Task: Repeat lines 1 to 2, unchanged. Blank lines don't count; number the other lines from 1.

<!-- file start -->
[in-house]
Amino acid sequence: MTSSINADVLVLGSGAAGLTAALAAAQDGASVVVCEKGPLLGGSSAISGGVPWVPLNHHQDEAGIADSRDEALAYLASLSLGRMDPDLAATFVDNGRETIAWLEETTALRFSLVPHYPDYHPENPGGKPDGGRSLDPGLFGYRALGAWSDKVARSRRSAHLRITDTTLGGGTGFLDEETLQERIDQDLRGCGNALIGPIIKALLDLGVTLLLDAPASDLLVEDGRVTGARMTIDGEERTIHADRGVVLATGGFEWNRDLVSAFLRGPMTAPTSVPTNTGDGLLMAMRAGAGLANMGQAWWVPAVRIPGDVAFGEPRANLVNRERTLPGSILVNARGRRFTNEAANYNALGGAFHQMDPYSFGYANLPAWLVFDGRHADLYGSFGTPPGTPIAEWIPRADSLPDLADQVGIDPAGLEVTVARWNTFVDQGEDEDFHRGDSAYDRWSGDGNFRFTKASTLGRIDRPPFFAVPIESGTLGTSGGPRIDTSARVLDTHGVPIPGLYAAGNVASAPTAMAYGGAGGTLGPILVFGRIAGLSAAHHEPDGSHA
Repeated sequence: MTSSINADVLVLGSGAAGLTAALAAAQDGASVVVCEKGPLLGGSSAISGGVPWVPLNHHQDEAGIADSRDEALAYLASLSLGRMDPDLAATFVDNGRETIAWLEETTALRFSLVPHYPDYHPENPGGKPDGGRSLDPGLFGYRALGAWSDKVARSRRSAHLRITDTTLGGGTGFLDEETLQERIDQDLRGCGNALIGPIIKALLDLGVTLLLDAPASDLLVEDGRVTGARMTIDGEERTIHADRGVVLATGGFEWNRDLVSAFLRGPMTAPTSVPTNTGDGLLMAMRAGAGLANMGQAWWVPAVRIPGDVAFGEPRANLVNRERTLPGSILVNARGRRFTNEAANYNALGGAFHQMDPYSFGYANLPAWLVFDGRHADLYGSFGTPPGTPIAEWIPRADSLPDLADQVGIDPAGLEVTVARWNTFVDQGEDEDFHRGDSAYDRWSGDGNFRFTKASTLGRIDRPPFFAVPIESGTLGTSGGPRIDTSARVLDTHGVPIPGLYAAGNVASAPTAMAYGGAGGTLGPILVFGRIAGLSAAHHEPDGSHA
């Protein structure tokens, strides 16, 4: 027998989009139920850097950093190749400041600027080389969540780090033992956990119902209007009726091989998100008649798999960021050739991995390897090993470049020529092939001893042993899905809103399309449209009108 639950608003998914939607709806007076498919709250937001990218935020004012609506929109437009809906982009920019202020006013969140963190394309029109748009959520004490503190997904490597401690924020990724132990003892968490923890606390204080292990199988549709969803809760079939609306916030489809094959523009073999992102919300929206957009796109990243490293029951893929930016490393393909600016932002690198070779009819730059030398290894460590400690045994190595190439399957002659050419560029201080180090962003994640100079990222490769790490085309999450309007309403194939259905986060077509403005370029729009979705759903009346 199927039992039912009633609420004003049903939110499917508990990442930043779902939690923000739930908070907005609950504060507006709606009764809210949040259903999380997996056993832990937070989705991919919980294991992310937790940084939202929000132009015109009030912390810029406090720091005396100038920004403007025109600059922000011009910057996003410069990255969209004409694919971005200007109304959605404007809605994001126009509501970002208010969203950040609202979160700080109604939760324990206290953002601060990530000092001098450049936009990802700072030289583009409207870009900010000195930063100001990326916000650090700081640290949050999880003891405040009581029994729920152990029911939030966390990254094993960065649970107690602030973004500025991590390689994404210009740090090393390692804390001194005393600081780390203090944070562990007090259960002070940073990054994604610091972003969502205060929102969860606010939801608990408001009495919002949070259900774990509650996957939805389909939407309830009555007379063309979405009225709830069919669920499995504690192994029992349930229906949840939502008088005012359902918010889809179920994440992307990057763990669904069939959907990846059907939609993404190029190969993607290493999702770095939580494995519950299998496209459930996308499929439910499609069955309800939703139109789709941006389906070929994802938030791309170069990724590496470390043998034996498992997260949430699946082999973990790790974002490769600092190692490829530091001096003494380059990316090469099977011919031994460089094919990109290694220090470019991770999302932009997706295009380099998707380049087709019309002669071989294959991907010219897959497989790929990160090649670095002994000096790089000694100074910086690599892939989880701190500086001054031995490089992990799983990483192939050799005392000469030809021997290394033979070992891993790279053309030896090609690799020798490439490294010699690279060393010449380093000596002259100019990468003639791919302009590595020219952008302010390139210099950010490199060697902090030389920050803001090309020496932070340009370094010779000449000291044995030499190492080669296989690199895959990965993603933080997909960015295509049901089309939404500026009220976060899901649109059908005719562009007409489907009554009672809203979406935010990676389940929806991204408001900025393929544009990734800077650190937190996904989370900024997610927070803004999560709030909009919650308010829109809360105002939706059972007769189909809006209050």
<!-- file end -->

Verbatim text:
[in-house]
Amino acid sequence: MTSSINADVLVLGSGAAGLTAALAAAQDGASVVVCEKGPLLGGSSAISGGVPWVPLNHHQDEAGIADSRDEALAYLASLSLGRMDPDLAATFVDNGRETIAWLEETTALRFSLVPHYPDYHPENPGGKPDGGRSLDPGLFGYRALGAWSDKVARSRRSAHLRITDTTLGGGTGFLDEETLQERIDQDLRGCGNALIGPIIKALLDLGVTLLLDAPASDLLVEDGRVTGARMTIDGEERTIHADRGVVLATGGFEWNRDLVSAFLRGPMTAPTSVPTNTGDGLLMAMRAGAGLANMGQAWWVPAVRIPGDVAFGEPRANLVNRERTLPGSILVNARGRRFTNEAANYNALGGAFHQMDPYSFGYANLPAWLVFDGRHADLYGSFGTPPGTPIAEWIPRADSLPDLADQVGIDPAGLEVTVARWNTFVDQGEDEDFHRGDSAYDRWSGDGNFRFTKASTLGRIDRPPFFAVPIESGTLGTSGGPRIDTSARVLDTHGVPIPGLYAAGNVASAPTAMAYGGAGGTLGPILVFGRIAGLSAAHHEPDGSHA